Chris Keane/Reuters

Imagine you are a legal immigrant to the United States. You have worked hard, kept a spotless criminal record, mastered English, and learned the rudiments of American government. On your 40th birthday, you go to the federal courthouse in Phoenix to be sworn in.

When the ceremony ends, you ask whether you can do what every citizen can do: register to vote. A helpful clerk hands you the National Mail Voter Registration Form, a postcard. Will this work in Arizona? Not to worry, the clerk assures you. Under the National Voter Registration Act (NVRA), states must "accept and use" this form to register voters. Fill it out, drop it in the mail, welcome to our political community.

On the form, you must attest on penalty of perjury that you are a U.S. citizen. The "state-specific" parts of the form tell you that you must also include your Arizona drivers' license number. You've been driving legally for years, since before 1996.

You mail the form, and wait.

Soon comes a letter from your county registrar. "Let this letter serve as notification that we have not yet received documentation of citizenship. ... Be advised that you are not a registered voter."

Under Arizona law, you learn, you must prove you are a citizen -- even though the federal form does not say so anywhere. Your driver's license number is not good enough -- because, unbeknownst to you or to the public generally, the state driver records have flagged your license with an F -- meaning "foreigner." The F isn't on your license; the general public doesn't even know F flags exist. (The "F" flag stopped being used in 1996, so most of those 33 and under don't face this problem.)

The Arizona law -- Proposition 200 -- sets out the acceptable documents. The law says you can us the number of your naturalization certificate, which of course you have right to hand. You fill it in and send off the new form.

Soon comes another letter. "Let this letter serve as notification that ..." Well, naturalization certificate numbers, it turns out, aren't stored in a database where county officials can use them, so despite what the law says, they aren't accepted. You can't mail in a copy, because it's illegal to photocopy one. The only way to register, it turns out, is to go to the courthouse and present the certificate in person. Nowhere on your federal form was there a warning that your driver's license and naturalization certificate numbers would be rejected.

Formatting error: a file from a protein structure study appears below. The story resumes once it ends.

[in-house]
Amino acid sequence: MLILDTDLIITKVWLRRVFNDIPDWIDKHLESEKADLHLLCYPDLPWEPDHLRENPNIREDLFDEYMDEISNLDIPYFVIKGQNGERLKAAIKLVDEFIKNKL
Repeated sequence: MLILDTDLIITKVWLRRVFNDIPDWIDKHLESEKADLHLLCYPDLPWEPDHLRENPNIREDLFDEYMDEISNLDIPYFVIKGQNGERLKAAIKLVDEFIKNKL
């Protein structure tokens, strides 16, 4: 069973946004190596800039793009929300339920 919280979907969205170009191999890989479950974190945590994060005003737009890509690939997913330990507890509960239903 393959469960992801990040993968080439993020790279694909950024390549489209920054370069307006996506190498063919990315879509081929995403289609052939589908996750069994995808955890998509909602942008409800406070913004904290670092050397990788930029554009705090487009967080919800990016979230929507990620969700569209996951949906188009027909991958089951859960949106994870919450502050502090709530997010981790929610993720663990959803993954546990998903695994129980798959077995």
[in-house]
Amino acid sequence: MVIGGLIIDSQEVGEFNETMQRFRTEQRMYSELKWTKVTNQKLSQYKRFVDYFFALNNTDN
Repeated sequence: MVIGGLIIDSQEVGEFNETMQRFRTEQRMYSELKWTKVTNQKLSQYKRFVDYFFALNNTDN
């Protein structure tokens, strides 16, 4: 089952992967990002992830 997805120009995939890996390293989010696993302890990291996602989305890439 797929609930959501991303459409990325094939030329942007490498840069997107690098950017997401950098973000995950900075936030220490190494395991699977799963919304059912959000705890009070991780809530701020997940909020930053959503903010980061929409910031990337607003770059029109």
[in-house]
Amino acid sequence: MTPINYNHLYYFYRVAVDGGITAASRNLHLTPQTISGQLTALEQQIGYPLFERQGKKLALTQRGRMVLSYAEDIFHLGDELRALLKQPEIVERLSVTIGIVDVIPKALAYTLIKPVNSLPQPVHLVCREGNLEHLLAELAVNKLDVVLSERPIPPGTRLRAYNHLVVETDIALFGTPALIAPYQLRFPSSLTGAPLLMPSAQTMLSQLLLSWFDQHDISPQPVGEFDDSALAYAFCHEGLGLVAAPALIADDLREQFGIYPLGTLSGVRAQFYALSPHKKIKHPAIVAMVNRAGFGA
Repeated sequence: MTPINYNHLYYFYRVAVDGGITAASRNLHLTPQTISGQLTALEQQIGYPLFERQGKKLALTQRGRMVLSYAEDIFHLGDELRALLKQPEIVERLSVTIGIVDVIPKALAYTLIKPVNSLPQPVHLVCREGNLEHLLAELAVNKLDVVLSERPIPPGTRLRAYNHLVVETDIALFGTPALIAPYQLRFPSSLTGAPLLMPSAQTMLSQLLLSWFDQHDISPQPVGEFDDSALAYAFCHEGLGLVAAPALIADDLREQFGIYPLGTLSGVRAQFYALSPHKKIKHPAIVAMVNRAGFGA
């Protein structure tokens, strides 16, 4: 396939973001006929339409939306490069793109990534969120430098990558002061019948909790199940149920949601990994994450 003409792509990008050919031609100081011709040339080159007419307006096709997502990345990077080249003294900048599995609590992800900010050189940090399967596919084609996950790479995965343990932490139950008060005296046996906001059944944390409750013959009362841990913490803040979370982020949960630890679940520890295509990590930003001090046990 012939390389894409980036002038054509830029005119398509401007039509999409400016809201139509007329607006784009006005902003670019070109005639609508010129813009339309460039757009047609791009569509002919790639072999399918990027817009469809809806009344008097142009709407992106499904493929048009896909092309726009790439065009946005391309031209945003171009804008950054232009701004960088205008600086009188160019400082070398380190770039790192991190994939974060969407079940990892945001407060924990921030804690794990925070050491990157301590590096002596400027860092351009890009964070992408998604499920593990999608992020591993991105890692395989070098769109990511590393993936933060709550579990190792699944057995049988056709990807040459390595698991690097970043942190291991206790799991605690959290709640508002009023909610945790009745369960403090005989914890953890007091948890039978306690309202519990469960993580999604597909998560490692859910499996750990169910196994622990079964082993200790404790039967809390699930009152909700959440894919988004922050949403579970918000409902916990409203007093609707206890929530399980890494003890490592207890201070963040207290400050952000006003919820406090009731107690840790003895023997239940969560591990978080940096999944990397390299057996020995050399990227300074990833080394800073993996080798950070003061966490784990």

Here's a question: Did state officials "accept and use" the federal form? Of course, says the state of Arizona. They allowed you to mail it in -- acceptance -- and read it so they could reject your application -- use. After all, they say, employers "accept and use" job applications; they just reject most of them.

No, say a group of Arizona voters and voter advocacy organizations; it is the clear intent of the NVRA that a completed form should provide all the information the state needs. It can check the information against public records to determine citizenship. It can send a letter announcing your registration, and then suspend if the letter is returned as undeliverable. What it can't do is make the voter jump through more hoops than the form requires.

At oral argument Monday in the U.S. Supreme Court, it seemed as if the result might turn on fine parsing of the words "accept and use." But lurking behind the statutory argument was another, more unusual one: at least four of the justices made it clear that they thought they could design a better form.

The textual power at issue in Monday's case, Arizona v. Arizona Inter-Tribal Commission, is granted in Article I § 4 of the Constitution:

The Times, Places and Manner of holding Elections for Senators and Representatives, shall be prescribed in each State by the Legislature thereof; but the Congress may at any time by Law make or alter such Regulations, except as to the Place of Choosing Senators.